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The Early Stages of learning English: Research

This outline of the development of young children's learning of English as an additional language has been prepared by NALDIC to inform judgements made by educators in assessment contexts. It draws on research findings. The process should be seen as cumulative and there will be variations in the rate of development according to environmental, personal and social factors.

The Silent Period

Many bilingual children who are at an early stage in their learning of English go through a 'silent period' when they first enter an unfamiliar early years setting. This can last for up to six months or longer. This is not a 'passive' stage. During this time, children will be watching, actively listening, and exploring their environment to understand new experiences and to develop new meanings.

They will be trying to relate previous knowledge to new contexts. It is important that children should not feel pressurised to speak until they feel confident enough to do so. However, it is essential that adults continue to talk to the children, to pick up their non-verbal responses, to support the child's understanding of meaning, and to involve them in activities; these strategies will help children to internalise the language they hear and to develop a sense of the patterns, meanings and range of language functions in their new, unfamiliar environment.

Non Verbal Gestures

During this time, children may begin to use non-verbal gestures as a response to a question or to indicate a need. Understanding is in advance of spoken language.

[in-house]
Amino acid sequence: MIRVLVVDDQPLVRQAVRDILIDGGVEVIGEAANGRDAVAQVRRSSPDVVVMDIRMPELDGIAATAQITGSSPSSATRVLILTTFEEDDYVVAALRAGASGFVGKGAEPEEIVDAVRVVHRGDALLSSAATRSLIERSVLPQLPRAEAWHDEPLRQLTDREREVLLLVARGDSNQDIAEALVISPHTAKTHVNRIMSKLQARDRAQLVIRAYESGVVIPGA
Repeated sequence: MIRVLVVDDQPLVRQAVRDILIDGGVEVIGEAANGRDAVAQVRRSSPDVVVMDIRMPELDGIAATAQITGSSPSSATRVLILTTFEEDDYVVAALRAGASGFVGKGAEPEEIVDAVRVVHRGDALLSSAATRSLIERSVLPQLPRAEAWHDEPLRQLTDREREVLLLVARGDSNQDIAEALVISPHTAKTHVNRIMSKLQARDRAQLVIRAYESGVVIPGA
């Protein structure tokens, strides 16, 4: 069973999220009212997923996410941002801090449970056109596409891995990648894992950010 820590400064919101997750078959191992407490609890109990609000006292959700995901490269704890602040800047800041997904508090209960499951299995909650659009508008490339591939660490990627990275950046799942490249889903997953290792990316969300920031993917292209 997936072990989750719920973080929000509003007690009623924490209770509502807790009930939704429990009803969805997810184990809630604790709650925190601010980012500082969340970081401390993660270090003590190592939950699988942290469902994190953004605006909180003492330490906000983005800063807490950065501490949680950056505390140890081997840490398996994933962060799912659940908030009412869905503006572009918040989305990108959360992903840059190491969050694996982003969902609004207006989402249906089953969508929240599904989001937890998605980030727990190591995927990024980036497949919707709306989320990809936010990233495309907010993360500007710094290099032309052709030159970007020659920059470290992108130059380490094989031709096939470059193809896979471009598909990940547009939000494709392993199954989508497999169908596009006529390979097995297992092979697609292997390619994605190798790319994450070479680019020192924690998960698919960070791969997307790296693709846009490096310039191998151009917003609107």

Many children may begin to 'echo' single words and some short phrases used by adults and peers. All attempts at speech should be encouraged and praised.
Speech Chunks

There will be a development of 'formulaic' language ('chunks' of social speech) e.g. "Mummy come soon." "My turn." Children may begin to join in with story refrains and repetitions and songs.

Chunking' will continue, but children will increasingly begin to use one word utterances (frequently nouns) which will perform a range of language functions (e.g. questioning, responding, naming).
Telegraphic Sentences

Children will then begin to generate their own 'telegraphic' sentences, using two or three word utterances. Function words are likely to be omitted, the main concern being the communication of meaning. Non-verbal gestures will often accompany speech. Holistic phrases (a development of 'chunking') will continue during this stage.
Simple Phrases

Children will begin to use extended phrases or simple sentences which contain surface developmental errors in the use of plurals, tenses, personal pronouns, function words and articles. Again the emphasis is on the communication of meaning.

Increasingly children will develop more control in their use of functional language. However surface errors in the use of tenses, word endings and plurals will continue for some time until children understand the use of different grammatical structures in the target language, which may be very different from the home language.



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